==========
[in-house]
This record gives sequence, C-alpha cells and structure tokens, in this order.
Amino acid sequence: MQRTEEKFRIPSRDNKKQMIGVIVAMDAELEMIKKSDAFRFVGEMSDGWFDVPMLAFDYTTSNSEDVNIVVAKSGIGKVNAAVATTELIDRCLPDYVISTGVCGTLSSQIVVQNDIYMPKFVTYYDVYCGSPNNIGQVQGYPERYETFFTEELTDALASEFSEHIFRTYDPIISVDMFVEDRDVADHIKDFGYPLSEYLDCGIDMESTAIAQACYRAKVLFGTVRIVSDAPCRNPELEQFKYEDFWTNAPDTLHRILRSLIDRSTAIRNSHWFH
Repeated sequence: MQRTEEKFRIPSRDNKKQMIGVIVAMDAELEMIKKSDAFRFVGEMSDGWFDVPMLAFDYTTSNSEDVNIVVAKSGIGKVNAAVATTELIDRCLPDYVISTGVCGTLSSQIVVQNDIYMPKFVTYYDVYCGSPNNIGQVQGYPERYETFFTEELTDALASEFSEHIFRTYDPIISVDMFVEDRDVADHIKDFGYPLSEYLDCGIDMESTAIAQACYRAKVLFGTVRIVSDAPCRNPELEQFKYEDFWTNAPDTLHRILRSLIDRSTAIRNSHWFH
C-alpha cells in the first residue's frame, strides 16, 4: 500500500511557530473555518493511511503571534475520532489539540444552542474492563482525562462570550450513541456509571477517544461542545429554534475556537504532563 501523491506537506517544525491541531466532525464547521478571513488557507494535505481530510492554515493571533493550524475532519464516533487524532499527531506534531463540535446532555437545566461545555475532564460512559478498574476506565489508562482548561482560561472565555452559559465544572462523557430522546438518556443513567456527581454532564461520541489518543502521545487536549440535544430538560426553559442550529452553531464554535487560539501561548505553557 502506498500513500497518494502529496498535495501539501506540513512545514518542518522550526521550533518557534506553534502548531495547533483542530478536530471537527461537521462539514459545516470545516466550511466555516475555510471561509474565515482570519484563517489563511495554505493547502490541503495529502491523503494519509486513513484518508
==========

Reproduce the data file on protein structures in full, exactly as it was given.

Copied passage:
[in-house]
This record gives sequence, C-alpha cells and structure tokens, in this order.
Amino acid sequence: MQRTEEKFRIPSRDNKKQMIGVIVAMDAELEMIKKSDAFRFVGEMSDGWFDVPMLAFDYTTSNSEDVNIVVAKSGIGKVNAAVATTELIDRCLPDYVISTGVCGTLSSQIVVQNDIYMPKFVTYYDVYCGSPNNIGQVQGYPERYETFFTEELTDALASEFSEHIFRTYDPIISVDMFVEDRDVADHIKDFGYPLSEYLDCGIDMESTAIAQACYRAKVLFGTVRIVSDAPCRNPELEQFKYEDFWTNAPDTLHRILRSLIDRSTAIRNSHWFH
Repeated sequence: MQRTEEKFRIPSRDNKKQMIGVIVAMDAELEMIKKSDAFRFVGEMSDGWFDVPMLAFDYTTSNSEDVNIVVAKSGIGKVNAAVATTELIDRCLPDYVISTGVCGTLSSQIVVQNDIYMPKFVTYYDVYCGSPNNIGQVQGYPERYETFFTEELTDALASEFSEHIFRTYDPIISVDMFVEDRDVADHIKDFGYPLSEYLDCGIDMESTAIAQACYRAKVLFGTVRIVSDAPCRNPELEQFKYEDFWTNAPDTLHRILRSLIDRSTAIRNSHWFH
C-alpha cells in the first residue's frame, strides 16, 4: 500500500511557530473555518493511511503571534475520532489539540444552542474492563482525562462570550450513541456509571477517544461542545429554534475556537504532563 501523491506537506517544525491541531466532525464547521478571513488557507494535505481530510492554515493571533493550524475532519464516533487524532499527531506534531463540535446532555437545566461545555475532564460512559478498574476506565489508562482548561482560561472565555452559559465544572462523557430522546438518556443513567456527581454532564461520541489518543502521545487536549440535544430538560426553559442550529452553531464554535487560539501561548505553557 502506498500513500497518494502529496498535495501539501506540513512545514518542518522550526521550533518557534506553534502548531495547533483542530478536530471537527461537521462539514459545516470545516466550511466555516475555510471561509474565515482570519484563517489563511495554505493547502490541503495529502491523503494519509486513513484518508